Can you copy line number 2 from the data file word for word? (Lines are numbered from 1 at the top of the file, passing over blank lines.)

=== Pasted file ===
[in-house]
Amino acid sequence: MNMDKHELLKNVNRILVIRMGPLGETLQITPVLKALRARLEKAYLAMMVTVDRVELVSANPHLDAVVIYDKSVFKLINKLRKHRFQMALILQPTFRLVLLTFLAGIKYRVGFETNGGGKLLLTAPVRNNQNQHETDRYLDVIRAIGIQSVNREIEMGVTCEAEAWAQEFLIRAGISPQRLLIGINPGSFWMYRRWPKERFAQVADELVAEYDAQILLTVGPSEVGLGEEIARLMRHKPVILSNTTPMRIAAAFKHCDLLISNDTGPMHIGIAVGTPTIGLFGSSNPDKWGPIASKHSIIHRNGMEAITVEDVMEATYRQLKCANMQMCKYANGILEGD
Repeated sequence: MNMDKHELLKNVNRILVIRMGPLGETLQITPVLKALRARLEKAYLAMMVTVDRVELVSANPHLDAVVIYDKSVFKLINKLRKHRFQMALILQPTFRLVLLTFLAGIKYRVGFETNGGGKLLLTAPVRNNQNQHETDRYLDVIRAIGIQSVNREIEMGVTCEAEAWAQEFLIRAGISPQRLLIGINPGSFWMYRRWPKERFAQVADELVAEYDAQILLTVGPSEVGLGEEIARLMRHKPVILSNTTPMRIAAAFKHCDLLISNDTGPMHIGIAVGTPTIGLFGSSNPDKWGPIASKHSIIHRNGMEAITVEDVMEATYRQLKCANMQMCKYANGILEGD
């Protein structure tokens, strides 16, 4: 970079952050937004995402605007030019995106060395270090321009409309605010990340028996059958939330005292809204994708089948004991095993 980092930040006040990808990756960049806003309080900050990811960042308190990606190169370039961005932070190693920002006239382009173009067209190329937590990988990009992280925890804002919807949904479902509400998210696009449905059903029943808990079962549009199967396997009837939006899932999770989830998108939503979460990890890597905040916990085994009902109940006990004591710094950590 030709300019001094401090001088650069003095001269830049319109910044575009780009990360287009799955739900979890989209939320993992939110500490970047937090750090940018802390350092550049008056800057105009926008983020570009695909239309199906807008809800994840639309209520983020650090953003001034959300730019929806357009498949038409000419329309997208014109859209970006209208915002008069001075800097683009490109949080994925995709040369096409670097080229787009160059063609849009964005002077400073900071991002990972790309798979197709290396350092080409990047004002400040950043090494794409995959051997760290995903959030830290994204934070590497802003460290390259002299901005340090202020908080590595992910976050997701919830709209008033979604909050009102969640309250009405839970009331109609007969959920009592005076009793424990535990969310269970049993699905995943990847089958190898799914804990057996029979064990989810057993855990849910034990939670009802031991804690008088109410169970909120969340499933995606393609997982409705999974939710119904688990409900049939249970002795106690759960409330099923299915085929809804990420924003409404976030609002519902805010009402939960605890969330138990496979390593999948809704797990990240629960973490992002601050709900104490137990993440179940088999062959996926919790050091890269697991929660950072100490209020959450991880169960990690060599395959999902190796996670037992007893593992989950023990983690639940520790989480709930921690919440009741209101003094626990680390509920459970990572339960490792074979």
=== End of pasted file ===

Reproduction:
Amino acid sequence: MNMDKHELLKNVNRILVIRMGPLGETLQITPVLKALRARLEKAYLAMMVTVDRVELVSANPHLDAVVIYDKSVFKLINKLRKHRFQMALILQPTFRLVLLTFLAGIKYRVGFETNGGGKLLLTAPVRNNQNQHETDRYLDVIRAIGIQSVNREIEMGVTCEAEAWAQEFLIRAGISPQRLLIGINPGSFWMYRRWPKERFAQVADELVAEYDAQILLTVGPSEVGLGEEIARLMRHKPVILSNTTPMRIAAAFKHCDLLISNDTGPMHIGIAVGTPTIGLFGSSNPDKWGPIASKHSIIHRNGMEAITVEDVMEATYRQLKCANMQMCKYANGILEGD